Ron told investigators that Sharon took between $10,000 and $25,000 from their home before her disappearance. He refused to allow officers to inspect the location where the money had been hidden inside their residence. It is not clear if Sharon was carrying the cash on the day she disappeared.

    Ron and Sharon met in Los Angeles, California in 1980. He previously resided in Wisconsin and has children from his first marriage. Sharon was born in Mobile, Alabama and was raised in Las Vegas, Nevada and Los Angeles by her mother. She earned her Master's degree in public administration from California State University. Sharon and Ron relocated to Dallas after their wedding. Their family members said that they did not know anyone in the area at the time.

    Ron is licensed to practice law in Wisconsin, but he never took the Texas bar exam. He was employed as a code enforcement officer with the city of Dallas. Sharon initially worked as an accountant, but she joined Ron in code enforcement shortly thereafter. She eventually changed occupations and became a counselor at the Lew Sterrett Justice Center and at a jail in Hutchins, Texas before moving on to teaching.

    Sharon and Ron experienced marital problems in 1985 and she left Dallas with their children. She intended to return to Los Angeles and planned to file for divorce. Sharon withdrew funds from the couple's joint checking account before her departure. She reconsidered her decision and elected to return to the marriage shortly afterwards.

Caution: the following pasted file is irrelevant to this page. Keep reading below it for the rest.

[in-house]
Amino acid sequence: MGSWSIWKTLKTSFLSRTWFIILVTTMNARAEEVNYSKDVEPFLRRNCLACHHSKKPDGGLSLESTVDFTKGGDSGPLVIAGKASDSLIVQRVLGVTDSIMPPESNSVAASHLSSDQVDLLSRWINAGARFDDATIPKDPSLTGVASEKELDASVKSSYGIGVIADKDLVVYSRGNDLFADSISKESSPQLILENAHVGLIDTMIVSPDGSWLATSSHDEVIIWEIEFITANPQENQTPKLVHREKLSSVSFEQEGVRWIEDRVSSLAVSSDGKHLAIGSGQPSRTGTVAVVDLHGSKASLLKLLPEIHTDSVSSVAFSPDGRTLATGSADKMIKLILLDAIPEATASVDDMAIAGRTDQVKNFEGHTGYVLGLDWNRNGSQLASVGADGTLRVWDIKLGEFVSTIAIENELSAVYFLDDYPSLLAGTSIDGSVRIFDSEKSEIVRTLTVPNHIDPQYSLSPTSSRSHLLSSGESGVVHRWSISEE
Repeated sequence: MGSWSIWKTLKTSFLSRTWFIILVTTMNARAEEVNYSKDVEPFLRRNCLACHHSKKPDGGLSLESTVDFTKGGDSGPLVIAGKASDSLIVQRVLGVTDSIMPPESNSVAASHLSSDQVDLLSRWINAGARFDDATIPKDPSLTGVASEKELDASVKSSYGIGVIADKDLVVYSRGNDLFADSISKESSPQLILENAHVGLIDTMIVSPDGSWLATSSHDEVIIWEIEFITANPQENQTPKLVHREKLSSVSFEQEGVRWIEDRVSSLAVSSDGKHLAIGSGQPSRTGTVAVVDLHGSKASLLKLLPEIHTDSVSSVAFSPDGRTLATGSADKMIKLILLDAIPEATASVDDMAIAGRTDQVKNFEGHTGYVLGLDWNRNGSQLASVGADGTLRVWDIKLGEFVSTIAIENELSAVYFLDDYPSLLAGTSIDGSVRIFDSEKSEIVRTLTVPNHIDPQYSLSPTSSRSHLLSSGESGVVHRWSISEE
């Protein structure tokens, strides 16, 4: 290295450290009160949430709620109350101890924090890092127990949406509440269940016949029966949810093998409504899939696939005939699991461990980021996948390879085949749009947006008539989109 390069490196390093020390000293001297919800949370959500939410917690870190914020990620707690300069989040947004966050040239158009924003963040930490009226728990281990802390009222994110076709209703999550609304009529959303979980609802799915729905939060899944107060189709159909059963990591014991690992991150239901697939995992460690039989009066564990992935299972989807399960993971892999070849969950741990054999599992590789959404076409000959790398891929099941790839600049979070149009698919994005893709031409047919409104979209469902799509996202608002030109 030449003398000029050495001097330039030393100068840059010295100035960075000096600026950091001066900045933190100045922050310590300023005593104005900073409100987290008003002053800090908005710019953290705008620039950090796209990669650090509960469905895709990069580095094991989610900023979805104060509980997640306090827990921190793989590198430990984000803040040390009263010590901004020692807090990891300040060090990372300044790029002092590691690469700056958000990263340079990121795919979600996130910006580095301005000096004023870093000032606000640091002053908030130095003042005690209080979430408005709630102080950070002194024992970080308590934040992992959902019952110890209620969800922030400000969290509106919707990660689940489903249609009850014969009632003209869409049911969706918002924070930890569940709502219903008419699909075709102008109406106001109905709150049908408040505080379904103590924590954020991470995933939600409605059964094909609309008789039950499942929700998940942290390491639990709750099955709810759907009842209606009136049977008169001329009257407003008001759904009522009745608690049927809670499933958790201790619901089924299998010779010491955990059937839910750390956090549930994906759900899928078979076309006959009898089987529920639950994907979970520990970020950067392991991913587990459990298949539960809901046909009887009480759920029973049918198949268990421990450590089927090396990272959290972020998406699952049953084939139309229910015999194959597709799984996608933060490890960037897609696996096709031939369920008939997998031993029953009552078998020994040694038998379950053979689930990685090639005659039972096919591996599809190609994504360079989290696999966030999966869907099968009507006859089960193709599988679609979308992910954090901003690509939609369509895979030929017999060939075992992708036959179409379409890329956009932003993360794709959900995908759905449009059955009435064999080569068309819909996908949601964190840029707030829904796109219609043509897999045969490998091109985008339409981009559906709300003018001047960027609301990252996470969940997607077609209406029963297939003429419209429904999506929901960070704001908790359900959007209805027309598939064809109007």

Ron claimed that he had been mugged outside of his office in Dallas's Rochester Park area in 1992. He filed a disability suit against the city afterwards, claiming that he was "psychologically impaired" as the result of the attack. The alleged mugging occurred six weeks after Ron was denied a promotion. He filed a grievance with the city concerning that incident, but he dropped the suit due to a lack of evidence. The city's attorneys eventually stopped filing motions in regards to his disability suit and Ron was awarded five years' back pay in 1997.

    Ron emerged as a political and community activist in the 1990s. He was elected to the executive board of Dallas's NAACP (National Association For The Advancement Of Colored People). Ron was suspended by the organization's national officials after they received complaints regarding irregularities in the 1999 local elections. He eventually incorporated a new chapter of the NAACP out of his family's home with the assistance of other suspended members.